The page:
Digital marketing departments are often faced with what seems like an unfavorable trade-off: use visually appealing brand ads to increase awareness and shape perception, or drive sales using performance ads. As the stewards of the brand identity, branding teams have been hesitant to embrace the digital marketing team’s performance ad strategy, despite measurable sales results. This tension is heightened by increasingly mobile-optimized shopping channels in industries like travel, where marketers must now build a consistent brand – and shopping experience – across many platforms of various shapes and sizes.
Performance advertising is capable of producing 15 times, or more, the return on investment for digital advertisers across platforms. While this sounds exciting, it can still be a hard sell to branding teams as being integral to the marketing strategy – versus a sales tactic.
A key component of embracing performance advertising is appreciating the difference between brand ads and performance ads. Developed by a branding and creative inner circle, brand ads are designed by analyzing the audience as a macro group to determine how an ad can best influence brand perception among a particular target consumer, and versus key competitors. Performance ads, on the other hand, are created dynamically, in real time based on an individual consumer’s browsing behavior. These ads aim to drive a click and ultimately a purchase, and their results should be measured as a function of sales.
Further, brand and performance ads are intended for two different parts of the buying cycle. Brand ads build awareness and foster an affinity for a brand, which can drive consumers to the brand’s website or retail environments. Performance ads follow that interaction, using personalization coupled with brand assets to pull a consumer back to the site to make a purchase. Given these differences, the two types of ads should be evaluated on how they meet their individual goals and contribute to overall business growth.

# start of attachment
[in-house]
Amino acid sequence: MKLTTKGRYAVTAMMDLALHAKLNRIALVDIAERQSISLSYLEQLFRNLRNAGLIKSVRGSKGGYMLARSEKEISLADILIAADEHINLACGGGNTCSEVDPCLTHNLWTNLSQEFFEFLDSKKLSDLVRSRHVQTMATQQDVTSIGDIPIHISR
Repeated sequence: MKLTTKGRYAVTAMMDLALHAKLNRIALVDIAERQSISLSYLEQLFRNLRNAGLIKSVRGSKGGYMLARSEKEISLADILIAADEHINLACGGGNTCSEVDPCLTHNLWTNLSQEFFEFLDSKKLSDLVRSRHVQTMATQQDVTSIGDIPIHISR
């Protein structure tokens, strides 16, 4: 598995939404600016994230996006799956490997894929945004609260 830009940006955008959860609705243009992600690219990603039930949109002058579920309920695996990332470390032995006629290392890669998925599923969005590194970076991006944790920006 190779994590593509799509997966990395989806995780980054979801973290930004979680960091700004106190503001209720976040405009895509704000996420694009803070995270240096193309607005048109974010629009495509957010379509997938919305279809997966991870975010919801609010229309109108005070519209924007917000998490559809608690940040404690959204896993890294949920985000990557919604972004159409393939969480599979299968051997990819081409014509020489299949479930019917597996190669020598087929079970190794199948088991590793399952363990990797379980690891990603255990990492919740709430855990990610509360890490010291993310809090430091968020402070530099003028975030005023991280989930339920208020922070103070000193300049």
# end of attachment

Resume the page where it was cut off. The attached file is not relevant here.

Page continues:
While branding teams must recognize and appreciate these differences, performance teams also have a responsibility to uphold brand standards and support the brand strategy. Since performance ads are created in milliseconds based on machine-learning algorithms, meeting the strict design standards of the branding team can sometimes be a challenge. Brand marketers worry that, for example, a consumer browsing a website might see a hotel brand ad that inspires thoughts of a high-end luxury stay on one page, only to be delivered a performance ad for that same brand conveying a budget image on the next page.
Fortunately, performance ads have evolved to offer an enormous array of design elements that support brand guidelines while still driving clicks and sales. Though performance ads are developed and served based on the likelihood that the consumer clicks and purchases the product, today’s dynamically created ads still offer innumerable options for background design, color schemes, layout, font, etc. This creative flexibility allows for more attractive ads that can better support the brand strategy while still meeting ROI goals.
As CMOs are increasingly challenged to demonstrate measurable ROI from ad budgets, the value of performance advertising is hard to deny. Given the ability to launch a performance campaign in alignment with the branding guidelines, there’s no reason why marketers shouldn’t consider investing more in ads that drive conversions. Furthermore, marketing organizations that are willing to break down the traditional functional walls and have these teams work more closely together will demonstrate measurable sales results that prove the overall team’s value. Those that do not will be left to explain why they are missing out on growth opportunities.